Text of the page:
I really, truly heard it for the first time: “I’m not missing something,” she said. “I don’t want you to see me as lacking. I’m perfectly fine without religion.” For some reason, I finally heard this loud and clear at a panel discussion last Friday night at the New England Synod of the ELCA (video forthcoming: http://www.nesynod.org Mad props for attempting to live stream it!)
The professional religious world has been talking a TON about “Religious nones” since the Pew study came out in October 2012 that documented one in five Americans has no religious affiliation and one in three under 30. We’ve been talking a ton. I’m not sure we’ve been listening to “religious nones” as much as we’ve been talking about “religious nones.”
I attend Church meetings professionally. It’s an occupational hazard. Church annual meetings are mostly insider baseball: committee reports, resolutions, budgets. Church annual meetings are a space where you can just print the lyrics and rest assured all the good Church people who’ve given up a Saturday to attend said meeting will know the tune.
The most recent Annual Synod Assembly of the New England Synod of the Evangelical Lutheran Church in America did two remarkable things: It invited ‘outsiders’ to speak to the gathered body and it actually listened to religious nones.
After the resolutions were debated and the work of the day done, newish Bishop Jim Hazelwood moderated an 1.5 hr panel with 6 “religious nones,” sitting in daytime television style, living room chairs before a room of approx. 500 Lutherans on a Friday night. Each of the 6 panelists was invited to participate by a pastor. I think it speaks volumes about the deep and non-judgmental relationships between pastors and their non-religious friends that folks would attend and participate.
It feels reductive to summarize the careful, nuanced responses from the panelists. I hope you’ll watch the video. But some general themes I heard from the panel:
- A perception that Church is an unsafe space for doubt and questioning. The panelists spoke of their high comfort level with not having “all the answers.”
- A deep desire for authenticity. This commitment to authenticity may mean rejecting a singular religious label because it don’t adequately capture the multiple spiritual traditions someone finds meaningful. They named a fear of “being put in a box.”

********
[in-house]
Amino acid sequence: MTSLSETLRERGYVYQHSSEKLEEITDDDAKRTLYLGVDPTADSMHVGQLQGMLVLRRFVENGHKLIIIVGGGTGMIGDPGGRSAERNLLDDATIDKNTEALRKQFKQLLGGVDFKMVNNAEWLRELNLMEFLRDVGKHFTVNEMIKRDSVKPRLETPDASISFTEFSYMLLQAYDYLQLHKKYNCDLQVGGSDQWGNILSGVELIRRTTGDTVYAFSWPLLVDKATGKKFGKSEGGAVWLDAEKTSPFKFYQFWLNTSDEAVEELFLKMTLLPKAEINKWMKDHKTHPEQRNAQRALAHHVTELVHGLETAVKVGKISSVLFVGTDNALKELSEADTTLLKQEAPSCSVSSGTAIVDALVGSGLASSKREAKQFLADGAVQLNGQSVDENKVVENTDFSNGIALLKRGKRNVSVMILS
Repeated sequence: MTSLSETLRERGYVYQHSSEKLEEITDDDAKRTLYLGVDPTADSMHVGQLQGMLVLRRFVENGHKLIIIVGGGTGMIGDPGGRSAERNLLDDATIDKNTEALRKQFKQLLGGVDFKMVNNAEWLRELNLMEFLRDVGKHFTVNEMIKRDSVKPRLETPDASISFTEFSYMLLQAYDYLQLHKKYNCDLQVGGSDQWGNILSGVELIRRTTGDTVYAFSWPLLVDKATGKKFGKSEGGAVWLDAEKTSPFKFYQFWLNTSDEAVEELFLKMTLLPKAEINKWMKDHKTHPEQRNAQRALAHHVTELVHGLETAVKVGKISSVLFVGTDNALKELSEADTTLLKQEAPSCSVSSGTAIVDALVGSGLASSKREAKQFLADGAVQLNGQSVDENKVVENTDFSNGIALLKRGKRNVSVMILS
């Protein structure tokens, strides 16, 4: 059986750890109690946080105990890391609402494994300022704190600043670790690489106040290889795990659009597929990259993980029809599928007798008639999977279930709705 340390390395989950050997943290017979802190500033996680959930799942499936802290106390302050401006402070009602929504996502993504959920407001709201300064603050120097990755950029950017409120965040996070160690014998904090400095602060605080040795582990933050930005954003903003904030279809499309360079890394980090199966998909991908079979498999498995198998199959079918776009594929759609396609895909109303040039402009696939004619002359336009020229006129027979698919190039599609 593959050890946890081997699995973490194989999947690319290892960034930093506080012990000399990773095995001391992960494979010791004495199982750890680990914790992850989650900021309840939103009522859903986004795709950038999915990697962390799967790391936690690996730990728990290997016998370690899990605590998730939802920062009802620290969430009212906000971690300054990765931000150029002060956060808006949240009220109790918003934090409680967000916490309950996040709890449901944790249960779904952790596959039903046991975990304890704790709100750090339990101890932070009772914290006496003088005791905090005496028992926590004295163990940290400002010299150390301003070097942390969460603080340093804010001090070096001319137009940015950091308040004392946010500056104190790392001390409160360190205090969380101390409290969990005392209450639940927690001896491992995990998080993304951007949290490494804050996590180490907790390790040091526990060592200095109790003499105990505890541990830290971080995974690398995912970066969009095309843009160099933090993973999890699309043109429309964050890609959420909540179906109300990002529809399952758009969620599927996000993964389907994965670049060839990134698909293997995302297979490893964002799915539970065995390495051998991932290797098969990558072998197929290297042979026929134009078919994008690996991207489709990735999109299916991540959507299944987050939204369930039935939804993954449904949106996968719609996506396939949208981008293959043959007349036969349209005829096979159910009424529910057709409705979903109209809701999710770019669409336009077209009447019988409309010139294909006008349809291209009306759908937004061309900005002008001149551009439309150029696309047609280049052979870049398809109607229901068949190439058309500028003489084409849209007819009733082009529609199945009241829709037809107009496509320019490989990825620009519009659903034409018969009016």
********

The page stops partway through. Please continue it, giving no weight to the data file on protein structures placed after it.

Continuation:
- A fear of being ‘an impostor.” The panelists spoke of not wanting to do things that they didn’t actually believe in.
- Experiences of feeling overwhelmed by traditional worship services. I heard multiple panelists speak of feeling lost, unsure when to sit and stand, and intimidated. Panelists also spoke of thinking it odd to dress up for Church. As one put it “why should I get up early on a Sunday, get all dressed up, to watch people in weird robes?” This panelist found an easier point of entry with a smaller, Saturday evening service.
- A number of the panelists, though not all, had some religious background. For these people, late teens and early twenties was a turning point in questioning and ultimately, leaving religion.
- A deep, dare I say faithful, commitment to big ideas and values. The panelists had thought a lot about how they wanted to move through the world, how they wanted to live ethically, how they wanted to change their community. They just didn’t feel the need to do it within the bounds of a religious community.
- A fullness to their own life and spirituality. As one panelist said, “I bristle at someone saying ‘I’ve got this thing you are missing.’ as if I’m lacking.”
It makes me deeply sad to hear again and again the panelists articulate a perception that religious communities are intolerant of doubt.
In Bishop Hazelwood’s report the next day, he reminded us that in the mission context of New England, 75% of all people do not participate in any type of faith community. But his big, bold move was this: he challenged the Lutheran pastors to spend 25% of their time talking and listening to people outside their church. And he offered to go meet with any church council that balked at this re-allocation of the pastor’s time. Bishop Hazelwood made sure to say again and again “this panel is something you can do at your church.”
This panel is also something you can do at your denominational annual meeting. In my experience of attending annual meetings, we talk a lot about new mission starts and outreach/evangelism. We talk a lot amongst ourselves. What if 25% of our time gathered thinking about the future of the Church was with people from outside the Church?